How to Prepare Your Oobleck

When you’re ready to start making the oobleck, you’ll start by pouring one cup of cornstarch into your mixing bowl. You’ll notice how fine that powder is right away, especially if you get some of the particles on your hands or clothing.

Next, you’ll want to pour in the water, mixing the two ingredients slowly as the liquid comes into contact with the powder. It will help if you keep adding liquid to the mixture until it becomes thick.

It should harden when you tap on it.

If your mixture gets too runny, you can always add more cornstarch to the mixing bowl. When everything gets too thick, a little extra water should do the trick to get your oobleck at the right consistency.

Now you can add the green food coloring if you want to enjoy the oobleck in the same way that Bartholomew Cubbins did in the Dr. Seuess story.

Oobleck is non-toxic, but you don’t want to get this stuff in your eyes. It also helps to wash your hands after handling the substance.

These People Are Walking On Water:

How to Use Your New Oobleck at Home

Once you have your oobleck in the right color and consistency, it’s time to start experimenting with this fun substance! You’ll want to roll up your sleeves to avoid having the materials stain, and any jewelry should get removed from your hands before playing with the stuff.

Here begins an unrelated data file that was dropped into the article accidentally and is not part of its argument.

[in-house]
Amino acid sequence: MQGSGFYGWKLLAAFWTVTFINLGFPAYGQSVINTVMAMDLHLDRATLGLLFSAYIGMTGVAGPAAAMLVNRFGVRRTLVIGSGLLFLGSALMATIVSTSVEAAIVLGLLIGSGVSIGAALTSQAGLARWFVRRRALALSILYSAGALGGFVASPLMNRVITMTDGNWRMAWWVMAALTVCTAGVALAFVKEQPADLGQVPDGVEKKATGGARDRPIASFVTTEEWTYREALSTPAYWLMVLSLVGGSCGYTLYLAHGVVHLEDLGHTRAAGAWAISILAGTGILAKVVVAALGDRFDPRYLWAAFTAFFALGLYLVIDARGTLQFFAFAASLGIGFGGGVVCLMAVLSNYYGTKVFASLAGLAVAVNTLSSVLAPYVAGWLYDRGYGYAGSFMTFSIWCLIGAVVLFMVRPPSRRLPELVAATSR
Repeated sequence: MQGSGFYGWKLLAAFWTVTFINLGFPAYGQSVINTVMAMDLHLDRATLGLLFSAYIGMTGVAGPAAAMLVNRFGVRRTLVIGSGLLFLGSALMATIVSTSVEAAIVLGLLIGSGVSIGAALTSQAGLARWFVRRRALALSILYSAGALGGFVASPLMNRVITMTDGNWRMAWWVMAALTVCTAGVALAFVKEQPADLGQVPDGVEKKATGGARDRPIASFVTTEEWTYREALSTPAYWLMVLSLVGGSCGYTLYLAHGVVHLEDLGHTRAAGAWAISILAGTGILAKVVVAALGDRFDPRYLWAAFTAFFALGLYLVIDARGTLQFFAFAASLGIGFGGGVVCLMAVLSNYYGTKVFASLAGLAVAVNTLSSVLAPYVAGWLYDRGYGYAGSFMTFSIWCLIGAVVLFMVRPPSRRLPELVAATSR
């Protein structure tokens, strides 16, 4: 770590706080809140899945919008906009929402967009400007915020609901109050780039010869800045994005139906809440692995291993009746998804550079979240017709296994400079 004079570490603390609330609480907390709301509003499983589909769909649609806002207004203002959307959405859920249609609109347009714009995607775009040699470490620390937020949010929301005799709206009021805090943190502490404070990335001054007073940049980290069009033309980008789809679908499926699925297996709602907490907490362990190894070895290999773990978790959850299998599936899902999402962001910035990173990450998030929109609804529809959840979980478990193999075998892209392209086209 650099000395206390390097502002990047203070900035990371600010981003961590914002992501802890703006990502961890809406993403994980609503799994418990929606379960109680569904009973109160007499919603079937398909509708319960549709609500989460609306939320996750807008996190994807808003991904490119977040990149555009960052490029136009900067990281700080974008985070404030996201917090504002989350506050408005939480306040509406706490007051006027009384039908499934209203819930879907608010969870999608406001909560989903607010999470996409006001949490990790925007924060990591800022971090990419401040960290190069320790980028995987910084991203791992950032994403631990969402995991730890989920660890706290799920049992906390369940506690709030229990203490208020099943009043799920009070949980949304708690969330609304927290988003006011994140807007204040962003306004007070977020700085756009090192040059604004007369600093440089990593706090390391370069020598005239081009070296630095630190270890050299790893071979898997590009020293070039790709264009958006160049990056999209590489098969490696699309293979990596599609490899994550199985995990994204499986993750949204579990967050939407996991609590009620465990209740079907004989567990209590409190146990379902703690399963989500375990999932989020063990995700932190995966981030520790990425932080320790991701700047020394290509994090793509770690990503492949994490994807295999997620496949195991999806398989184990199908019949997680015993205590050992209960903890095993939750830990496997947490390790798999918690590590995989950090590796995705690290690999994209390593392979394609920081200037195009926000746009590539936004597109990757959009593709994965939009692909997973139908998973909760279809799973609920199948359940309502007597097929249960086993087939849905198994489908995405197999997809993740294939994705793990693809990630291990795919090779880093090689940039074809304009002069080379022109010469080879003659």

Try to hold a handful of the oobleck in your hands. What happens to the substance when you take that action?

When you squeeze your hand into a fist, how does the non-Newtonian fluid behave differently? Can you move your fingers through the mixture slowly, and what happens if you try to speed things up?

If you want to try walking on it, you’ll need to multiply the recipe by at least ten. After taking off your shoes and socks, try running across the material to see what happens!

Maybe you can join the ranks of people who have walked on water after trying this activity! It might not be the Mediterranean Sea, but we all need to start somewhere!